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While company culture has been heralded as a catalyst to business success, notably more so in the last five years, viewing it as a force multiplier to be reckoned with — good or bad — can mean the difference between success and failure. Although the term force multiplier originated in military science to explain how a combination of certain factors can help accomplish greater feats than would occur without them, this concept can be applied to many areas of life, especially in the business world.
Savvy leaders who understand the multiplying effect of company culture on every aspect of business operations typically promote a robust business model based on a people-focused approach that supports a high-performing workforce.
As more and more leaders use company culture to amplify efforts/output, it is important to understand the factors in equations that equal the final products. Listed below are three areas to consider.
1. Define the equation
When using a mathematical analogy to address a business approach incorporating a force multiplier, it is important to define the equation: Factor x Multiplier = Final Product. When company culture is used as a multiplier, every aspect of a business is significantly impacted by the culture and can become better or worse; stronger or weaker; more efficient or less efficient; and productive or unproductive, depending on the type of culture.
As the term implies, multipliers enable factors to quickly exceed their original level with profound outcomes in a positive or negative direction. Culture can propel companies to new levels or bring them to a grinding halt. Culture is a strong force to be reckoned with because it has power and influence that can make or break a company.
2. Set the stage
For culture to positively influence a company, it should be a culture by design instead of default. A great culture based on a strong mission and company values serves as a solid foundation for a company and sets the stage for all business functions to grow and flourish. Companies that take a strategic approach to creating a culture that people want to be a part of and grow within are better positioned for long-term success because they can rely on their culture as a force multiplier.
Components of a great culture address employee needs and wants — financial, health/wellness, professional/social and community — with outstanding benefits/compensation packages, generous PTO and flexible schedules, training/development programs, community involvement activities and more.
When employers address the needs and want of a workforce with outstanding benefits/perks, they are not only displaying their support for employees, but they are also creating a destination workplace based on a culture that is second to none.
3. Understand the final products and benefits
Savvy leaders realize that people are a company’s most valuable asset, and without people – employees and customers – there is no business. Therefore, when culture serves as a positive force multiplier that revolves around people, the final products/benefits in the equations should result in substantial people-focused improvements that build upon each other, impact the bottom line and lead to ongoing business success. Key areas include:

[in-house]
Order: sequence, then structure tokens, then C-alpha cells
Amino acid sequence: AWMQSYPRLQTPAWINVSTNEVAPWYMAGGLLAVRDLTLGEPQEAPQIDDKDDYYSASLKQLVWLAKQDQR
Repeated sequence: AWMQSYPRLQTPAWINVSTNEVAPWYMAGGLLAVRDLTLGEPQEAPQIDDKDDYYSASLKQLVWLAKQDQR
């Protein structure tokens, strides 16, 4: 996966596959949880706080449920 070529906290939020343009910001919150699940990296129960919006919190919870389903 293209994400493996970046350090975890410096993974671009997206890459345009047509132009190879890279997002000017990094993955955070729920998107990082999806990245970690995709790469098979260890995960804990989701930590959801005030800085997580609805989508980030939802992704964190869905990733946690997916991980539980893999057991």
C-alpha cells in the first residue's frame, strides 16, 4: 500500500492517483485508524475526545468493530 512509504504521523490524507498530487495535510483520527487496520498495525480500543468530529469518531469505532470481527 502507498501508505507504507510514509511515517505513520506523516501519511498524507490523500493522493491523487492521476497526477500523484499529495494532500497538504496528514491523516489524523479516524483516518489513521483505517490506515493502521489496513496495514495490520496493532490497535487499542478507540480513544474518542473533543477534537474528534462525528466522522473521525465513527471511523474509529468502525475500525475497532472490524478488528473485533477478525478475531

Recruiting and hiring x Culture = More qualified candidates. When company culture is used to boost recruiting and hiring efforts, every phase of the process should reflect the mission and values of a company, including job descriptions, postings, interviews, team introductions and ongoing post-hire communications, which exposes candidates and new hires to the culture before joining a company.
When the culture is consistently reinforced, companies can attract qualified candidates/new hires with similar values and beliefs who can make a difference. It also makes the hiring process more efficient and less costly, affecting the bottom line.
Onboarding and Training x Culture = Increased Employee Retention. Onboarding and training programs that integrate company culture into their processes help new hires acclimate and ramp up faster. Programs should include detailed explanations of how roles contribute to a team and the company, an overview of processes and procedures and an assigned team mentor for guidance, questions and assistance with day-to-day technology. When new employees are warmly welcomed and supported, they feel more connected to a company, resulting in happy, productive workers who are less likely to leave, increasing employee retention.
Performance management x culture = Improved employee engagement and performance. Companies with a robust performance management program typically boast a culture that promotes professional development, including reskilling and upskilling programs, career planning/paths, mentorship opportunities and tuition reimbursement for continuing education and industry certifications. When employers are committed to the professional development of workers, they continue to learn and grow within a company, leading to discretionary efforts, improved engagement and increased performance.
Customer service x culture = Increased customer experience and retention. When leaders encourage employees to extend the company culture through proactive customer interactions by forming relationships and treating them as one of the family, it is an excellent way for customers to gain better insight into who they are doing business with, which can lead to an unparalleled customer experience and increased retention. Further, loyal customers may purchase additional products/services and lead to valuable referrals, which help increase company revenues.
The power of multiplication cannot be overstated, especially in business operations when culture is used as a force multiplier to achieve greater people-focused results that lead to tenured employees who perform at high levels for sustained business success.